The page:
The crisis brought about by the coronavirus has utterly paralyzed the normal functioning of society on a global scale. It has intensified underlying social, economic, and political tensions and has accelerated preexisting trends. The fragility of the public health infrastructure in many countries around the world has become evident.
Going forward, we don’t know whether the coronavirus will be successfully contained by a new vaccine in 2021. For the US, the Federal Reserve’s unique position in providing liquidity—both domestically and beyond its borders—means that it will play a crucial role in managing the economic distress resulting from the crisis. The Fed’s leadership, together with the fact that US Treasuries are still considered a safe harbor for risk-averse investors, will likely safeguard the US economy, the largest in the world.
It is critical to leverage this crisis as an opportunity to pursue a development and investment model that is more equitable and just.
On the need for recovery planning that does not rely solely on modern techniques of finance in the name of “market efficiency.”
For China—the second largest economy—as life gradually returns to normal in many cities, the critical test will be its trajectory of economic recovery. Local governments’ and state-owned enterprises’ mounting debt is likely the most onerous burden for its stability. At the same time, China’s focus on the expansion of its public health infrastructure, domestic consumption, and the acceleration of development in less developed areas of the country holds promise for the economy.
Within these two macro environments, there are profound implications for the real estate sector. The most evident effect of COVID-19 is the abrupt halt of real estate transactions as investors move into a wait-and-see mode, with delayed investment decisions and pending financing possibilities.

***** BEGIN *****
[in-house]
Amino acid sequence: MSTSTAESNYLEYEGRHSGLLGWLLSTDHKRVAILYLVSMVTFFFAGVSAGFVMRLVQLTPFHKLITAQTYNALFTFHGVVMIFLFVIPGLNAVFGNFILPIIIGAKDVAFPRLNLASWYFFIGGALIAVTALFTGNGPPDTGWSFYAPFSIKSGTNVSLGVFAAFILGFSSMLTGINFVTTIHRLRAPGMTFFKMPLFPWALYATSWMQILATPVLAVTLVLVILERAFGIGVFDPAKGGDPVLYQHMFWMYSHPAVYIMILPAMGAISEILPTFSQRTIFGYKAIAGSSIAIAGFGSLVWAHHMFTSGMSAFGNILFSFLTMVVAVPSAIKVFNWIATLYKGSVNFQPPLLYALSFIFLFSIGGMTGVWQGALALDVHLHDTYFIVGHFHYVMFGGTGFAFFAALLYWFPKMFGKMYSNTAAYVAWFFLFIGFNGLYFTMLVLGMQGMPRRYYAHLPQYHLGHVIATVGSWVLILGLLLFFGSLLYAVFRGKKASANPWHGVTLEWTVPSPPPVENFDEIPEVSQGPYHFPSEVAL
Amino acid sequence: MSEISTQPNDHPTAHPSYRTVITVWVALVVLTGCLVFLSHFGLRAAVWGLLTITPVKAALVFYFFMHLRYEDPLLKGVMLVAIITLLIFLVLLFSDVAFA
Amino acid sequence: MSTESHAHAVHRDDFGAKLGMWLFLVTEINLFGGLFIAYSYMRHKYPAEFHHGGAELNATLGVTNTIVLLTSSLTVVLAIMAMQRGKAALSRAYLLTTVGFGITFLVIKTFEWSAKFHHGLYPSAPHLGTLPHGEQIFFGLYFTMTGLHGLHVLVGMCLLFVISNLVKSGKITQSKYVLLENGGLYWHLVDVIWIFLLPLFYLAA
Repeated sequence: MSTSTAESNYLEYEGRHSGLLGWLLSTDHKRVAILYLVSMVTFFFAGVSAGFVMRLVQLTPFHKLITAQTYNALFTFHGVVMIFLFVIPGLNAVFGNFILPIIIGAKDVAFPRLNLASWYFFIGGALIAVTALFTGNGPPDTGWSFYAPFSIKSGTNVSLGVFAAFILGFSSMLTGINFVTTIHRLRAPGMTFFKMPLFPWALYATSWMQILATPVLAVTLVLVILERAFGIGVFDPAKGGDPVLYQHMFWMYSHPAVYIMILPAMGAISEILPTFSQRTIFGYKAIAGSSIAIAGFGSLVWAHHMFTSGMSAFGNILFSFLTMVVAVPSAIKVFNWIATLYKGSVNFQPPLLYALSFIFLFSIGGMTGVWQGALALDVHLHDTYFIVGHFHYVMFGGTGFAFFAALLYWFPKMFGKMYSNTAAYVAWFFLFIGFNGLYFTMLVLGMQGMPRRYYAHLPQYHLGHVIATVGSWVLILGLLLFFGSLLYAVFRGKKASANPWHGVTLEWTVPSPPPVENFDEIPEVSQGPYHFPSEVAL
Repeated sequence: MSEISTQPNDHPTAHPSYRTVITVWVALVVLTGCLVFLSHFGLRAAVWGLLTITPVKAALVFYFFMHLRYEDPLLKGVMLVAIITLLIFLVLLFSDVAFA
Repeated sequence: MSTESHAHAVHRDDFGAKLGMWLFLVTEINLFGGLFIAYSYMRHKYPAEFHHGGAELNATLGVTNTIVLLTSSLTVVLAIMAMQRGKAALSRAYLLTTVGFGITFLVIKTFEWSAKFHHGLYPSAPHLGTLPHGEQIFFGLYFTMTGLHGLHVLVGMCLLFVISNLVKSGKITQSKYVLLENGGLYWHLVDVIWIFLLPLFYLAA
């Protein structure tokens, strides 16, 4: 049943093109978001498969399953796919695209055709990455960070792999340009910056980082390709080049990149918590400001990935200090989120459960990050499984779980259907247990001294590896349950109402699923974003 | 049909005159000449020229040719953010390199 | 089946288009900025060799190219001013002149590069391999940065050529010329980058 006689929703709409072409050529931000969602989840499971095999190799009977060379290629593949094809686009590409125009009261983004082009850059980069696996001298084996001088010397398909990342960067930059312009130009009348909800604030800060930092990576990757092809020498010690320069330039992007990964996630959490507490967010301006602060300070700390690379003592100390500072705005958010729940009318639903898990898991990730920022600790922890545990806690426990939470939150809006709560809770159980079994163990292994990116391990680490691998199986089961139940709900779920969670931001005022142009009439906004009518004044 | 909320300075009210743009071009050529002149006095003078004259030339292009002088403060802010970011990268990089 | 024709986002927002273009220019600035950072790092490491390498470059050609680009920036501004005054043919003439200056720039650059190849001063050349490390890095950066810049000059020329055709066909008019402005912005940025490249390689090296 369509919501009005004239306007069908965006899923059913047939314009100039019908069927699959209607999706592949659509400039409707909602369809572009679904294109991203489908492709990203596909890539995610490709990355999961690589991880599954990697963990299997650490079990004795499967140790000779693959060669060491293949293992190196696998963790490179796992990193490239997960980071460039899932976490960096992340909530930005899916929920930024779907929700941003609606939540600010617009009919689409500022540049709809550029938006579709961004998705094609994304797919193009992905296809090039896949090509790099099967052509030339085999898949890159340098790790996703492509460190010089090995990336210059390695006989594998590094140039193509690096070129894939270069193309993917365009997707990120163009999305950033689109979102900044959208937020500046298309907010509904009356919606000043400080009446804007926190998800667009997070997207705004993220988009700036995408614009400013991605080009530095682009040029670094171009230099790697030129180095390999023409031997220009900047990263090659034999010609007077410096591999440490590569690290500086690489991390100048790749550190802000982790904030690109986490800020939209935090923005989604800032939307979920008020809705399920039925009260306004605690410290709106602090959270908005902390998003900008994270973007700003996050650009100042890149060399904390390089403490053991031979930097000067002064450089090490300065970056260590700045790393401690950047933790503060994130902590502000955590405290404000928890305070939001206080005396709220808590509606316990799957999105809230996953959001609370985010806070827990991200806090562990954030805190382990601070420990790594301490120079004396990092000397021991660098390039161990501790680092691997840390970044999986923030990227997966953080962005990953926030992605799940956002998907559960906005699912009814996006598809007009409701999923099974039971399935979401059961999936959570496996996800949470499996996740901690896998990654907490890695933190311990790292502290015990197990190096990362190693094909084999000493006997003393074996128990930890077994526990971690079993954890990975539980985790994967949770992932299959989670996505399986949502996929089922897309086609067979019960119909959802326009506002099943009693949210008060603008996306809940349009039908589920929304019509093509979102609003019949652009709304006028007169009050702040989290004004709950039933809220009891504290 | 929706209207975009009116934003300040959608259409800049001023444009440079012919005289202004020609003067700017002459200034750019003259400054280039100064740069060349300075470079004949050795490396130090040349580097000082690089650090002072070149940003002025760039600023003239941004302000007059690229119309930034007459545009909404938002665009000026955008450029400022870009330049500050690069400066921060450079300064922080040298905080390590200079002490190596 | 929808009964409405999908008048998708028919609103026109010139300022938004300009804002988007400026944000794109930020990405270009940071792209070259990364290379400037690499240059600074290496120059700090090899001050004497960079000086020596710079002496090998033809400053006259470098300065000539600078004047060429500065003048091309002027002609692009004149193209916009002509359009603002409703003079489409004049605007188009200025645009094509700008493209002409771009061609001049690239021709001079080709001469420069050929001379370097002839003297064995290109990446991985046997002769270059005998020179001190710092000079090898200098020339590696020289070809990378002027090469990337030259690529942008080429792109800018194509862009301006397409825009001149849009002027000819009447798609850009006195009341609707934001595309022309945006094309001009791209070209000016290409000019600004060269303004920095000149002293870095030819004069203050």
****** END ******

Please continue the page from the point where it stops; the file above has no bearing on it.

In the longer term, as the pandemic forces us to recognize that our physical built environment is ill-prepared for emergencies, certain building typologies will undergo intense review and adjustments in design, construction, and operation. Relatively speaking, multifamily residential and logistical assets have been exposed to lower operational and financial risks during the pandemic, and have performed better in the capital markets; they will continue to be preferred asset classes.
Hospitality and retail real estate, where services drive growth, have faced unprecedented challenges, with many smaller retailers and hotels struggling to survive. Similarly, for the office asset class, we expect transitory downward pressure in the near term. Investors and users will scrutinize the pre-crisis emphasis on densified communal environments—including, for example, the co-working office typology that emerged from the 2007–2009 recession.